[Israel.pm] C#3 bits

Jonathan Worthington jnthn at jnthn.net
Wed Nov 12 15:05:40 PST 2008


I've probably written as much C# as anything other language in the last 
year. C# is a huge improvement over previous versions.

Shmuel Fomberg wrote:
> They also have anonymous classes. writing:
> var p1 = new { Name = "Shovel", Price = 495.0 };
> Will create an anonymous class. I still don't know what it's good for, 
> because as much as I seen, the fields of this class can not be accessed 
> without reflection.
It was added mostly for Linq, where it is rather useful. However, there 
are other situations they are useful too; since when you databind a 
collection to a control of some kind in an ASPX page you get late 
binding, you can just build an anonymous class of the data you want to 
bind and it works out nicely. You can access their fields within the 
scope of their "var" declaration without reflection too, BTW.

> It is possible to declare a variable as "var", like this:
> var x = new Customer();
> And x will automatically be of type Customer. cute.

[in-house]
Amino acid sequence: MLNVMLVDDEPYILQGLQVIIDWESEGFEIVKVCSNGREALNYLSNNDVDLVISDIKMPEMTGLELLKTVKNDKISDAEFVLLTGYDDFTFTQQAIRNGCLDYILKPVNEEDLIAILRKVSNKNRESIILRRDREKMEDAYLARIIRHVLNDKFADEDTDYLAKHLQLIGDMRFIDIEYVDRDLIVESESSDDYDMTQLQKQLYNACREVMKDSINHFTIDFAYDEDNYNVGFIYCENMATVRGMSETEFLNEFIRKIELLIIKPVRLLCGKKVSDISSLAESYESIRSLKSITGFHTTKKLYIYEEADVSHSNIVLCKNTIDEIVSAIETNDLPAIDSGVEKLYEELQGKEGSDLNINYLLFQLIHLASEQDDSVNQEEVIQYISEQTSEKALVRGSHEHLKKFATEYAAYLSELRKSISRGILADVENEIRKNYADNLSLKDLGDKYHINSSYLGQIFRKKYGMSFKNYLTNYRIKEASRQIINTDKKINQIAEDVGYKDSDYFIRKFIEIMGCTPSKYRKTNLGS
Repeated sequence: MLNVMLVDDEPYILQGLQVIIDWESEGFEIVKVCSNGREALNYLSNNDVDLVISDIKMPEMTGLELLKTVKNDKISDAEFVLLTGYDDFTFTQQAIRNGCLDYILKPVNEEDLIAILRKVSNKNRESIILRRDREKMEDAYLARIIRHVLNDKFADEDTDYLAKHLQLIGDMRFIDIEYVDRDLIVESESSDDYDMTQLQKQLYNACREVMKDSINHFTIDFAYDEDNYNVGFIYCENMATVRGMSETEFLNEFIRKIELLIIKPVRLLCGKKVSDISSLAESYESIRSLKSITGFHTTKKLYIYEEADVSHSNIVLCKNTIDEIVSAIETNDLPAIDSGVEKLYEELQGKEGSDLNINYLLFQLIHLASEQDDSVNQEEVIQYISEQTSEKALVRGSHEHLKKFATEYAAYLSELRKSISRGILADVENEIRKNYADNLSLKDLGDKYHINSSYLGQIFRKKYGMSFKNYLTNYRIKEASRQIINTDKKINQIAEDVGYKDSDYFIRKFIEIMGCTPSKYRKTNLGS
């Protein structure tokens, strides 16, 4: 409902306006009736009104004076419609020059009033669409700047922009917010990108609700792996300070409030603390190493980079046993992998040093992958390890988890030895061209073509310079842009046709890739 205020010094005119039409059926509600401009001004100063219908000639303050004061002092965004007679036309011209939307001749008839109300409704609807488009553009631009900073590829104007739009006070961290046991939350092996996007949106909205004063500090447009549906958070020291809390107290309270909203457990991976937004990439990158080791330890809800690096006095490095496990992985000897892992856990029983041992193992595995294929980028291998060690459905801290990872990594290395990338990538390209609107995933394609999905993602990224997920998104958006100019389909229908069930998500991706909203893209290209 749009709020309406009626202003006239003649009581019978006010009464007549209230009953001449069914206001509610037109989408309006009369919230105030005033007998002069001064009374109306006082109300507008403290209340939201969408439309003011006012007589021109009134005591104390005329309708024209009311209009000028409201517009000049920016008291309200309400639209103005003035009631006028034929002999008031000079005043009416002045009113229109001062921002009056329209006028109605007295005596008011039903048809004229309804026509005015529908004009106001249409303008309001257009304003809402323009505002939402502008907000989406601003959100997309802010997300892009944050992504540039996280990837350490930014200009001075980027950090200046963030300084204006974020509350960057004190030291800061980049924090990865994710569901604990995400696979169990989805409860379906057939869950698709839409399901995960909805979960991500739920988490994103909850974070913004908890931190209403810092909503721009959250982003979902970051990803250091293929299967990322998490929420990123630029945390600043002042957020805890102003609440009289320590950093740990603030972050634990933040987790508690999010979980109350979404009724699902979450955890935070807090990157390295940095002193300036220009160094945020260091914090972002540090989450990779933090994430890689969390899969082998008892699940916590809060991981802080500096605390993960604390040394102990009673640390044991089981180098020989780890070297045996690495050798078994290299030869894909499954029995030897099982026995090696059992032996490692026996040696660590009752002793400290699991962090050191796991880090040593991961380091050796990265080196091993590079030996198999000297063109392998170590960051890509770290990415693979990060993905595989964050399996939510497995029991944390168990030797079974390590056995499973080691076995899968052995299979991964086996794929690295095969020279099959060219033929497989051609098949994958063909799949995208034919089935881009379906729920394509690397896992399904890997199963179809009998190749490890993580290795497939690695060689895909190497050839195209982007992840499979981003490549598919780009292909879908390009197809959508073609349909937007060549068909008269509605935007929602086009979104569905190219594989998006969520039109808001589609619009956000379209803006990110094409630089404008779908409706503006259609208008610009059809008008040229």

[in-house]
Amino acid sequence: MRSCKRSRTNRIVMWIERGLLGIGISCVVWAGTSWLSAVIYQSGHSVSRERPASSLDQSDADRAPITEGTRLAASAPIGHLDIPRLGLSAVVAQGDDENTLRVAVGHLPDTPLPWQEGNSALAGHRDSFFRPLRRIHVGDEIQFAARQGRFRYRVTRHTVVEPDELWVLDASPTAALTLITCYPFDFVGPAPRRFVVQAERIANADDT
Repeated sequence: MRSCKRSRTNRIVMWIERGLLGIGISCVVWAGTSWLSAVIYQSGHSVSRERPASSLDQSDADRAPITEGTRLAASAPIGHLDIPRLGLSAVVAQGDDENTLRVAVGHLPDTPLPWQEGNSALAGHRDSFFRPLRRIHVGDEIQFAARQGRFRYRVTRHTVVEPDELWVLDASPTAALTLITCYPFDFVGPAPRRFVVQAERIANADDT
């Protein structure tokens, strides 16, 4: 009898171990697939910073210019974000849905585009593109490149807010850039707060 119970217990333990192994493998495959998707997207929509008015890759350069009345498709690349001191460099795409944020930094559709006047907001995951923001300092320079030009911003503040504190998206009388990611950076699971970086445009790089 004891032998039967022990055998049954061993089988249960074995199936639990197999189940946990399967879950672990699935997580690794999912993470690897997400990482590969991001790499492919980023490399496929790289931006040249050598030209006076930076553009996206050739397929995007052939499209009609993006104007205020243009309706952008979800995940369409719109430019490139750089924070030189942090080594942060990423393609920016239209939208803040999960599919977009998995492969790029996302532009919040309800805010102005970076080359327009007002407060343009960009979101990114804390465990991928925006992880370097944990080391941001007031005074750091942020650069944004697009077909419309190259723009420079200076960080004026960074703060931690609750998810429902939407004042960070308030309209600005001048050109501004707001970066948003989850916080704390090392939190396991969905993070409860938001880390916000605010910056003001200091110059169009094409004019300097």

After a bunch of

Dictionary<int, List<string>> Blah = new Dictionary<int, List<string>>();

Mess where you had to repeat yourself so much, this was oh so welcome.

> And one last, there are Extension functions. if declared:
> public static class E
> {
>     public static void F(this object obj, int i) { }
>     public static void F(this object obj, string s) { }
> }
> then every instance of any type, it is possible to class:
> a.F(5);
> and "a" will attached to "obj", i=5.
> Here again, I don't know what it's good for. one day.
Again, added for Linq on the one hand. To me, if you were writing 
extension methods into your code base every day it would probably be a 
sign of a maintenance headache in the making. However, the ability to 
add a method to any class that implements a particular interface, or on 
sealed classes, can now and then be incredibly useful. I've found the 
odd good use of them, and when I've found these cases it's allowed some 
nice architecture, IMO.

C# 4.0, with dynamic typing, is going to also be rather interesting. :-)


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